Trying something new this time. I'd like you to understand the full experience that is writing these pieces. For, when I say "Currently Listening To," I don't mean "listening to this week" or "has been on my mind a lot at work." I mean currently, as in now. Right now, as I type these words.
Here, let me show you:
Do yourself a favor. Stop what you are doing. Find a quiet place. Close the door. If it is night when you are reading this, take a toke, pour one out, or just affix your noise-cancelling Bose headphones to the forgotten inner vestiges of you and absorb.
This piece is a warm, wet bath. It is the calming presence of the filtered light of autumn. It is the promise of a better life, rising from the most jagged and grotesque of ashes. It literally pulls at each of my heart strings. It is so perfectly loop-able (try it: you won't know where beginning and end are. They just coincide). Let it coat the edges of you that hurt. Let it smooth the fears of today; the hopes that ticked away with the movement of the minute. Let yourself be.
That is what Newman contrasts in the utter simplicity of "Brooks Was Here": life rising from absolution. Forever expanding beyond the finality of death.
What is it that is so effortlessly employed in this piece? The sustain. Diamonds aren't a girl's best friend; at least, not for this girl. The sustain pedal is. The thought that there is something, anything more than this. The hope that beyond the confines of work and home and organization, there is chaos and play and a world beyond sepulcher. Where sanguineous pain and salubrious ecstasy coexist in a place I only seem to be able to access in the most lucid moments of my dreams.
I turn twenty-six this month. For a birth year that would otherwise be fairly innocuous, this one perhaps carries more weight than any year I have lived thus far. For, at 26, I will have lived exactly half of my life knowing I have a possibly fatal heart condition and half of my life without.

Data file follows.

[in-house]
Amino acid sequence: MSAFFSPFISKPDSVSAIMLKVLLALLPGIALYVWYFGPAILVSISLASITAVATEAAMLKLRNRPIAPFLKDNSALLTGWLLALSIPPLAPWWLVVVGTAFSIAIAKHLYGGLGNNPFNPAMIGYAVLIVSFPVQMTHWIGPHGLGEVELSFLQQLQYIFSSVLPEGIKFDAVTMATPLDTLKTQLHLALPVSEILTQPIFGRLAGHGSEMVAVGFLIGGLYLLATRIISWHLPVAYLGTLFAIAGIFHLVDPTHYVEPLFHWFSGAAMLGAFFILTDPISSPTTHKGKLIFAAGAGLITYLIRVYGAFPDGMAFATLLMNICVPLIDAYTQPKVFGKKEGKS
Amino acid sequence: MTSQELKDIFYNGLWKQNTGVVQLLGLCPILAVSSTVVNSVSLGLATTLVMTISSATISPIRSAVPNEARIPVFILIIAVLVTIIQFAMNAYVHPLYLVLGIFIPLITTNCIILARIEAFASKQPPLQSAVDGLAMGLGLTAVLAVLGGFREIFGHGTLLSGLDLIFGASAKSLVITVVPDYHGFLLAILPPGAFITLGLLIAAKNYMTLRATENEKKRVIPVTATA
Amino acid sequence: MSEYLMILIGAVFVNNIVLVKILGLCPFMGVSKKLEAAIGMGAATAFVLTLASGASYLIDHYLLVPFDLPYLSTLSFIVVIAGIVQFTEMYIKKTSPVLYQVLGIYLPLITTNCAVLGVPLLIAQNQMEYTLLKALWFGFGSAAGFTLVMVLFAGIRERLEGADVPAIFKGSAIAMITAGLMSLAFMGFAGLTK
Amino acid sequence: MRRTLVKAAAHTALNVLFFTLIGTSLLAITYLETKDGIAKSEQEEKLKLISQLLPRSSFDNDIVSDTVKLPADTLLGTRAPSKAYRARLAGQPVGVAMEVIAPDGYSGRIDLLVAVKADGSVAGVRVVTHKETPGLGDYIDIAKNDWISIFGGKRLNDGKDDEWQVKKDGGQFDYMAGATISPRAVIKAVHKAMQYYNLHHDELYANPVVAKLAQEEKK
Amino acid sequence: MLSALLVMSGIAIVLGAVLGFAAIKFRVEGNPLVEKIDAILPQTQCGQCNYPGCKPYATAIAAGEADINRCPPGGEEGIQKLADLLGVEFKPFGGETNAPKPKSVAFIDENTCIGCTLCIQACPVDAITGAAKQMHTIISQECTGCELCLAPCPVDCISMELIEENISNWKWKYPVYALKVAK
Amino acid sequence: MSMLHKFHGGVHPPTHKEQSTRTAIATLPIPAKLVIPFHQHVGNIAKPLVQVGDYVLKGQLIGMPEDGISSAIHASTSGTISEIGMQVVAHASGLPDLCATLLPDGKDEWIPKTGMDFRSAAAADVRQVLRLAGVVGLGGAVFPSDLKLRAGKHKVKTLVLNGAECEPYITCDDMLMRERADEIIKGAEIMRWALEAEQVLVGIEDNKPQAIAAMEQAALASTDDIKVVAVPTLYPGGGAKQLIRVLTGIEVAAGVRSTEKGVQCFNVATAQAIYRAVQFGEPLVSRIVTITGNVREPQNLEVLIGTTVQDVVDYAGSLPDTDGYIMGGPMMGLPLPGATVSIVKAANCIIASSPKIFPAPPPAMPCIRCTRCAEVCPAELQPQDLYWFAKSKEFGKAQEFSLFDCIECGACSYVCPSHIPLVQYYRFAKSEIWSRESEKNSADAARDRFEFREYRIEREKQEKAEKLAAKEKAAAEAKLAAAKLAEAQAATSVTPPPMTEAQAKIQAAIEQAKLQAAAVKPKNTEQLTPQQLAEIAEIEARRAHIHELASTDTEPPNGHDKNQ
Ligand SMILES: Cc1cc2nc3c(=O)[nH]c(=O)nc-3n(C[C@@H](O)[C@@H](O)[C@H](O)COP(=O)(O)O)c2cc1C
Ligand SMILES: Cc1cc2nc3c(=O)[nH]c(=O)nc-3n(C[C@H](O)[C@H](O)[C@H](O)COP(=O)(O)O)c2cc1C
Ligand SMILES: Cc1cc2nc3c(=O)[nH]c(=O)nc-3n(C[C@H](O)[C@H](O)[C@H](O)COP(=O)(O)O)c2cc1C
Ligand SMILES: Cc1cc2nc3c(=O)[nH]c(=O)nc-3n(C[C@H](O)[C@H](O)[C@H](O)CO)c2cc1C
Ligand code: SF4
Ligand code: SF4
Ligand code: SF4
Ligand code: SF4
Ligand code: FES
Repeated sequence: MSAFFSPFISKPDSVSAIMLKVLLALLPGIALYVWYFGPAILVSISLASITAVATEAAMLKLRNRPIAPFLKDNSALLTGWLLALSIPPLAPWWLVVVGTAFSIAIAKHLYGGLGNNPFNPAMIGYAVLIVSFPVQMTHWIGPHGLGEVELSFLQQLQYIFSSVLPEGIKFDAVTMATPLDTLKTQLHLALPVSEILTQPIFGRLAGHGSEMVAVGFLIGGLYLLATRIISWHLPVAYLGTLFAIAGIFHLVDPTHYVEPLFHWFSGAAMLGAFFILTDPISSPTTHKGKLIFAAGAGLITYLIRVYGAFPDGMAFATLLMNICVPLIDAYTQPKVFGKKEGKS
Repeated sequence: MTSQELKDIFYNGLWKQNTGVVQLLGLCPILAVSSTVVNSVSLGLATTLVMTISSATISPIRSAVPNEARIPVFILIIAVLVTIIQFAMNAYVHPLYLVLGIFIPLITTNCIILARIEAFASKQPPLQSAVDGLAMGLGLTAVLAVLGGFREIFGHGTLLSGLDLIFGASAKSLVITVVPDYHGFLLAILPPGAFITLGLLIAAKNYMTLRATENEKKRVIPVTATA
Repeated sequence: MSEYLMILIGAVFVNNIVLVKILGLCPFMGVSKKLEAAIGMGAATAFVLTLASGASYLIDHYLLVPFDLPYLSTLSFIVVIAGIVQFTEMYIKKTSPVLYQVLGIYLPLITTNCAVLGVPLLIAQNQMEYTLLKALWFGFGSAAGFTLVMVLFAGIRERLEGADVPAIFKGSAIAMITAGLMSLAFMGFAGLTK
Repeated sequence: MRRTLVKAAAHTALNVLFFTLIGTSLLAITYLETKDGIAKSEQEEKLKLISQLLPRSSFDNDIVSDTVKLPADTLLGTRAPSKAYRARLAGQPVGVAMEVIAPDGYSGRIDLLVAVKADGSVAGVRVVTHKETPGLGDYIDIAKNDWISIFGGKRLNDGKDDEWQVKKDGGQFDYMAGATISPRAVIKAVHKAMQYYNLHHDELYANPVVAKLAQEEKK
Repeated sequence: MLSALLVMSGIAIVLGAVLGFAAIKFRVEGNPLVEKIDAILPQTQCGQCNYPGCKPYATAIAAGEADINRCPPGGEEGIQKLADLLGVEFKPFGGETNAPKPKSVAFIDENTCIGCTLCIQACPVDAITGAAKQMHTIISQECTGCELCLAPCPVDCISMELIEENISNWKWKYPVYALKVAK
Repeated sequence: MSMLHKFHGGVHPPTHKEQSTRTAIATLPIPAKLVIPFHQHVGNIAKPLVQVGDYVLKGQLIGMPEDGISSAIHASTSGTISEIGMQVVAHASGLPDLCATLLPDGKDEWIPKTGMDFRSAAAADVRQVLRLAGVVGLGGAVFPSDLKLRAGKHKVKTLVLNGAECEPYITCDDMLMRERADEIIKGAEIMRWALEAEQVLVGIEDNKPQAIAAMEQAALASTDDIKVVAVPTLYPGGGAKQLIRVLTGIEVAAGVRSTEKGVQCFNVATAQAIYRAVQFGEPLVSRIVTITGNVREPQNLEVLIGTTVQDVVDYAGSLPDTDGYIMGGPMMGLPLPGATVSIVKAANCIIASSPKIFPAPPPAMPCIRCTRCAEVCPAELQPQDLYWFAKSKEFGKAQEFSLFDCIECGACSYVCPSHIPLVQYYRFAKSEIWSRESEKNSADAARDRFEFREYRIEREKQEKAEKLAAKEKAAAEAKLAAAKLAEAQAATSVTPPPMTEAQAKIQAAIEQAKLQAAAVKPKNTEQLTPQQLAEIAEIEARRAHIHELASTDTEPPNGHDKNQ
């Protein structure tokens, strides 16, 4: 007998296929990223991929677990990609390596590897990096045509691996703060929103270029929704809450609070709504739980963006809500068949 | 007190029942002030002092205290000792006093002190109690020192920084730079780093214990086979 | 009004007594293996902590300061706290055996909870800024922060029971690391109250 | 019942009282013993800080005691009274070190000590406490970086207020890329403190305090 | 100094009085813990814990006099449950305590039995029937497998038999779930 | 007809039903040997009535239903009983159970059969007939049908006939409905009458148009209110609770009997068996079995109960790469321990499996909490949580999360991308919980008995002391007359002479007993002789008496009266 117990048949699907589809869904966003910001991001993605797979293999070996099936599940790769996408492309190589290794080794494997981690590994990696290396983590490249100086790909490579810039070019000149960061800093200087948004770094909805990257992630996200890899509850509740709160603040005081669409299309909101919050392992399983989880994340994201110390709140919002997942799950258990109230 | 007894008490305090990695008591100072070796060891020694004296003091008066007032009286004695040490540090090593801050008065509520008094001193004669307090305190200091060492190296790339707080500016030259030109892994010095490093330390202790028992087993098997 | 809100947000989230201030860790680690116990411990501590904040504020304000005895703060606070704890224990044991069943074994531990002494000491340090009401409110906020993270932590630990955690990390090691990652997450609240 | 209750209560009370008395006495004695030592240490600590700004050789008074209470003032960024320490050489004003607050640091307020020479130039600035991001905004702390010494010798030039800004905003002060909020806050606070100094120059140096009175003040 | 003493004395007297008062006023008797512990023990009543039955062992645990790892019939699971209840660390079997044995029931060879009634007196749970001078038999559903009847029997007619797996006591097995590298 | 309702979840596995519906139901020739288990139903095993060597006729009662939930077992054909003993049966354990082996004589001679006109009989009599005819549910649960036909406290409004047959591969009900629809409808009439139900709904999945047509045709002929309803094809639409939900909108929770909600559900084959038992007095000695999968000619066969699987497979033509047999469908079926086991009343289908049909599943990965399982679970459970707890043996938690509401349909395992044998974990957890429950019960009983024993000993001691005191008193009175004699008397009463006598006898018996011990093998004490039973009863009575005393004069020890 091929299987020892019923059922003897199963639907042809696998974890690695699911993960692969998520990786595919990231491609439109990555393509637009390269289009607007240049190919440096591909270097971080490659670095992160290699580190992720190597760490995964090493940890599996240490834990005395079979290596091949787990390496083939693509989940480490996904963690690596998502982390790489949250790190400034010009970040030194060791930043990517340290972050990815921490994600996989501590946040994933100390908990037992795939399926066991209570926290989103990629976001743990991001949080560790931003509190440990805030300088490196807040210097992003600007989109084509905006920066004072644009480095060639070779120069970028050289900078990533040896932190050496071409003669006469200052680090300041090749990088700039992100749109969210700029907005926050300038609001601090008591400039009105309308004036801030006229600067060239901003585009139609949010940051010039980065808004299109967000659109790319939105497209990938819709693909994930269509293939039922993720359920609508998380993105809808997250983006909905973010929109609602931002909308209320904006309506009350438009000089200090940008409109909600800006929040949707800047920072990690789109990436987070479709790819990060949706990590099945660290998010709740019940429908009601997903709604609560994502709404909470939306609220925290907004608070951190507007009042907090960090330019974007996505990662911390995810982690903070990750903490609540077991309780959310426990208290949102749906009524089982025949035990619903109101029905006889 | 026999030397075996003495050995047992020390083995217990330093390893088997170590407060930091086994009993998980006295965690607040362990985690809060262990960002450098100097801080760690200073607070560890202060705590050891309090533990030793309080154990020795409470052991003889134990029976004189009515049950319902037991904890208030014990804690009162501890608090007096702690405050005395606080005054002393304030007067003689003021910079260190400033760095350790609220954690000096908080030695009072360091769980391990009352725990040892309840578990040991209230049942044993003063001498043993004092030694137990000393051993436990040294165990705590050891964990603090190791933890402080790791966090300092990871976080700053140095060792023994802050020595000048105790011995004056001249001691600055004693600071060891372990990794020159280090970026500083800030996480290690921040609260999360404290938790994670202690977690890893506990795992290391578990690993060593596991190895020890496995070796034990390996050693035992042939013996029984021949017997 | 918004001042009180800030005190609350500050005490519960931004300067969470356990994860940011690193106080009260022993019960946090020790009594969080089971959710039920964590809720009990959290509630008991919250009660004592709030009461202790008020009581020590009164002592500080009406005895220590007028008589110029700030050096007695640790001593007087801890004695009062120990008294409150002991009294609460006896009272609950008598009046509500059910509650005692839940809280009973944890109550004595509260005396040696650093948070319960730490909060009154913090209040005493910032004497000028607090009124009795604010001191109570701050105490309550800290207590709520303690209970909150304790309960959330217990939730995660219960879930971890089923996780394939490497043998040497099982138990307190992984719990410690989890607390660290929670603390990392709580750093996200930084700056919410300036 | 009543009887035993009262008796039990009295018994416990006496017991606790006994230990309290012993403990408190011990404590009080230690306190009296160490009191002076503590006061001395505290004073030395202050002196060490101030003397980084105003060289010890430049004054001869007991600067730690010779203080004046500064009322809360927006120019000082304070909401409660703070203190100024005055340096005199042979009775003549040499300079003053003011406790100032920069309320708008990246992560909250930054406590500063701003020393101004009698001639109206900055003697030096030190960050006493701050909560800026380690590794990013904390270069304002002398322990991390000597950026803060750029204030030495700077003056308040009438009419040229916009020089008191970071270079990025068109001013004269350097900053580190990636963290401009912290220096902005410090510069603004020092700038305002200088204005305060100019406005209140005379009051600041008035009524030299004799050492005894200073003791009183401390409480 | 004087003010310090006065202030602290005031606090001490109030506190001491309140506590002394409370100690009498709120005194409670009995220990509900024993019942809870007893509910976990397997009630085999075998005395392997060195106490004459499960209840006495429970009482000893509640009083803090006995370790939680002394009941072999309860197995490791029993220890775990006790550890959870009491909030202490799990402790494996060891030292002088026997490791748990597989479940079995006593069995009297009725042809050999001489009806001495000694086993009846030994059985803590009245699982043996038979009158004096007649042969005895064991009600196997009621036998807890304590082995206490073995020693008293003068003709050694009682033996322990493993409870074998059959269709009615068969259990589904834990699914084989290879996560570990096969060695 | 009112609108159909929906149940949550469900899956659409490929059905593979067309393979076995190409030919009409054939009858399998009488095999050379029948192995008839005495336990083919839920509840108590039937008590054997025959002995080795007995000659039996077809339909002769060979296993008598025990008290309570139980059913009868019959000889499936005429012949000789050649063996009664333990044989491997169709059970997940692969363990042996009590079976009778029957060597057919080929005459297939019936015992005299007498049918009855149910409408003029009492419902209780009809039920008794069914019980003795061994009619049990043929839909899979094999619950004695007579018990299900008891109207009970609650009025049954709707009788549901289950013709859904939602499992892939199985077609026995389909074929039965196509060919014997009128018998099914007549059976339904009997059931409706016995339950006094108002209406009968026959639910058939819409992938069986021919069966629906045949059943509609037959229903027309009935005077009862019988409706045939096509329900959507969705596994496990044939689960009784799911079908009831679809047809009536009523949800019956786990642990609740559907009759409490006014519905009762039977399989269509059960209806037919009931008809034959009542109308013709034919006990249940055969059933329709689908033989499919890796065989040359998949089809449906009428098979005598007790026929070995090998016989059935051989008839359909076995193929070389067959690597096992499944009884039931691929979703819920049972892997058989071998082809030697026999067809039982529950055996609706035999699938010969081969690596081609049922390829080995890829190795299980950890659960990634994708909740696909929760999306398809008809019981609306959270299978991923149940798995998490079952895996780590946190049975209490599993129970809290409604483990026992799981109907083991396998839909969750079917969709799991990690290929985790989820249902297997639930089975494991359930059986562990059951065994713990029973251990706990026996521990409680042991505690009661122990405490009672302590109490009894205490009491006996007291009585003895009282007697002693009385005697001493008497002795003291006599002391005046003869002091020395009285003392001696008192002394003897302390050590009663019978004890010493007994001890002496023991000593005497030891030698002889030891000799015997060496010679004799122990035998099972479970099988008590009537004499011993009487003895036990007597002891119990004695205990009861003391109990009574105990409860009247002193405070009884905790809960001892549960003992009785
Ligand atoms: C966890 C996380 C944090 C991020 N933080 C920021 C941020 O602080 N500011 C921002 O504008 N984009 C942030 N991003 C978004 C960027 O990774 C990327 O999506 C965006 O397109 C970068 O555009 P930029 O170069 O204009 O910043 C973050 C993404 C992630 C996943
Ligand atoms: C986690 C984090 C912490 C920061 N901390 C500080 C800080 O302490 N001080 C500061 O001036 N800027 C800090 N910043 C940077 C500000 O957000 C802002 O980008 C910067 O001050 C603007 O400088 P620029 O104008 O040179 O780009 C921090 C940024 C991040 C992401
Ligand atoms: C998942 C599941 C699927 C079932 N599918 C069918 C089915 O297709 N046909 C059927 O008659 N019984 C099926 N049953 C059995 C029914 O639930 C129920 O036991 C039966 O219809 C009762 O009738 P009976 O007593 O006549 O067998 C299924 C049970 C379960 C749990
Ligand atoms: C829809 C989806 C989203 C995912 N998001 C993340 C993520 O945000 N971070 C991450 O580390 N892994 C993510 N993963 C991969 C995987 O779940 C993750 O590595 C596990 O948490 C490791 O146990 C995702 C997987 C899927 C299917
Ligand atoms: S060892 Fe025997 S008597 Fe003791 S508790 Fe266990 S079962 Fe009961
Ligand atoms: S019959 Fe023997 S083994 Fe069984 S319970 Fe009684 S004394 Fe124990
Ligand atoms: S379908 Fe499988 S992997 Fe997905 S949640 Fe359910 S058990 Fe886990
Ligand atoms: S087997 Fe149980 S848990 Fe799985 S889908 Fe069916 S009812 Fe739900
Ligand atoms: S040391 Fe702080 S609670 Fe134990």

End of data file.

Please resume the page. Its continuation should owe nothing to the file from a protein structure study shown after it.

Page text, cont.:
Let that sink in.
Then let the inaccuracy of it float up. Because, truthfully, I lived with this heart condition from the moment of conception. The moment that earth and cosmic rays and biology and genetics all aligned for me to be, well, me. There may have been signs; coming last in sports, feeling more akin to the couch than the treadmill, or a deeper red permeating through the tell-tale blush of exertion.
But thirteen. Thirteen years of not fully knowing; not fully knowing who I was. Not understanding the undercurrent, the slowing humping and descending EKG of risk that lay, like a dormant volcano, 6 inches south of my lips. Just left of my spine; centimeters beneath my skin. A placid lock about to bubble with the girth of a fast-rising current. A shotgun poised with its safety off and the aimer's finger stiffly held on the trigger. A breath - caught. That is the secret, the damning evidence of this piece and scene. For it follows Brooks from release from prison to release from life. We don't know the fatal outcome going in to the scene. In retrospect, how could we not have known? In reality, we never would have.
So it is ache, it is fear, it is asunder. It is a phenomenal burden to know that the rest, and I repeat, the rest of my life will be spent knowing. If ignorance is bliss, knowing is anguish. For I am, for all of my breathing eternity, made to decay and regrow under the presence of knowing.
Now, I don't pretend to be doing anything else. I was my Freshman year in college when the head of our studio reinforced this by telling us that from the moment we are born, we being to die. Science validates this; at twenty-five my brain has ceased developing. My fertility will only fade from here, my skin lose elasticity and wrinkle in the absence of the replenishing power of youth to replace its supple contour. We all grow, and then we all decay.
If from now until forever I (and you, by the way) am dying, by neither choice nor power of decision, how do I go about living? How do I make the next 13 (and hopefully more) years as full of life, of questions, of beauty, of terrible and wildly brave mistakes? How do I gather all of the facets of my life, the tendrils that undulate betwixt my fingers and threaten to spill out of my grasp, and thrust them forward into the bright white light of future? How does Leilani Over-Commitment Graham find "that one thing" that thrills her beyond care for her own existence? What will I find that I would willing lay down my life for? Will I find it? Will you?
"Brooks Was Here." A lightly droning pluck of string, piano, and pulsation. A synth-ful sustain that reflectively lapses over our pervasive melody. Kind of like life, no?
I am currently listening to "Brooks Was Here" by Thomas Newman, from The Shawshank Redemption. The piece is linked above; the scene is linked below. A warning, the clip contains visuals of and references to suicide and violence.